In 1982, he was the Reporter of the “Able Chapter News”, and in 1971-1972 and 1983-1985, he was the writer for the “Golf News” in the Club 100 newsletter, “PUKA-PUKA PARADE”. He also wrote the Club 100 Golf Club monthly newsletter, called the “Poopsheet”.

He passed away on October 29, 1985 at the age of 72, from complications during an openheart surgery. The following excerpts are from a tribute written about him by his close friend Sonsei Nakamura, as published in the Club 100 newsletter, following his passing.


On November 6, 1985, a memorial service was held at the Hosoi Memorial Garden for Eugene Masanobu Kawakami.

Mr. Mitsuyoshi Fukuda, Club 100 Able Chapter member, was the master of ceremony, and Robert Takashige, Club 100 Baker Chapter member gave the eulogy. Father Douglas Meglynn, Rector of St. Mary’s Episcopal Church officiated the service.

The story on Eugene’s life is based on Mits Fukuda’s address: He said, “We are gathered here this evening to pay tribute to our friend and comrade Eugene Masanobu Kawakami, and to express our sympathy to members of Eugene’s family. We should spend time this evening recalling the many happy and memorable occasion that we shared with Eugene.”

Eugene was drafted into the military service on March 24, 1941. On May 10 of the same year, he married Gladys Sasaki.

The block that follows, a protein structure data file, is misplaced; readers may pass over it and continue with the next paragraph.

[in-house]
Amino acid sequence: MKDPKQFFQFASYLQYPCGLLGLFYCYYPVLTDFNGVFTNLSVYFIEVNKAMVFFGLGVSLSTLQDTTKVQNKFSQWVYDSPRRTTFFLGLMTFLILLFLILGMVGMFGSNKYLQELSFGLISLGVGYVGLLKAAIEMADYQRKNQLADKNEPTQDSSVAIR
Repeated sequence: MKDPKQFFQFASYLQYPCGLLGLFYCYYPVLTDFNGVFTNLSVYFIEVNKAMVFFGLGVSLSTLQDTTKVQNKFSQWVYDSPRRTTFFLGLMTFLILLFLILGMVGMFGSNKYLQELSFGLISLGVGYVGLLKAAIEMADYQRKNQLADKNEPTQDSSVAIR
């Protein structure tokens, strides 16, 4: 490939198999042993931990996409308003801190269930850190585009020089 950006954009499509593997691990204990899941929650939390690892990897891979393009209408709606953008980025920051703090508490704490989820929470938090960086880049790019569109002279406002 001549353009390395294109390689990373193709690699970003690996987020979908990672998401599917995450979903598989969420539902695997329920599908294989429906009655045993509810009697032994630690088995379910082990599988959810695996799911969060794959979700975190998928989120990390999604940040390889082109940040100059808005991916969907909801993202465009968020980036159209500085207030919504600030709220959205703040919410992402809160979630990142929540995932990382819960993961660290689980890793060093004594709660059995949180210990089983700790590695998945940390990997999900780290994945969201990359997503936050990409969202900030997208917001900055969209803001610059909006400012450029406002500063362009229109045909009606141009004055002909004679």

He received his basic training at Schofield Barracks. Eugene served with the 100th Infantry Battalion from the beginning in 1942 and trained at Camp McCoy, Wisconsin, and Camp Shelby, Mississippi before being shipped overseas to Oran, Algiers in September 1943.

After his discharge, from the military service, Eugene was in the glass etching business for a couple of years before he joined the Internal Revenue Service and was with them until his retirement.

Eugene was an active member of the Club 100, an organization of veterans of the 100th Infantry Battalion. For the past two years, he served as a member of the Board of Directors of the Club 100. He also served as President of Able Chapter of the Club 100.

Retirement years were active years for Eugene. His activities were many and varied. Golf was his first love and he made sure there would be enough golf in his schedule.
He joined the Club 100 Golf Club from its beginning and was a member of the Club 100 Century Golf Club. He was also a member of the Honolulu Japanese Golf Club and the Early Bird Golf Club.

He was instrumental in organizing the Club 100 Dance Club and actively participated in the dancing classes for many years. He was a member of the Disabled American Veterans Club and the National Association of Retired Federal Employees.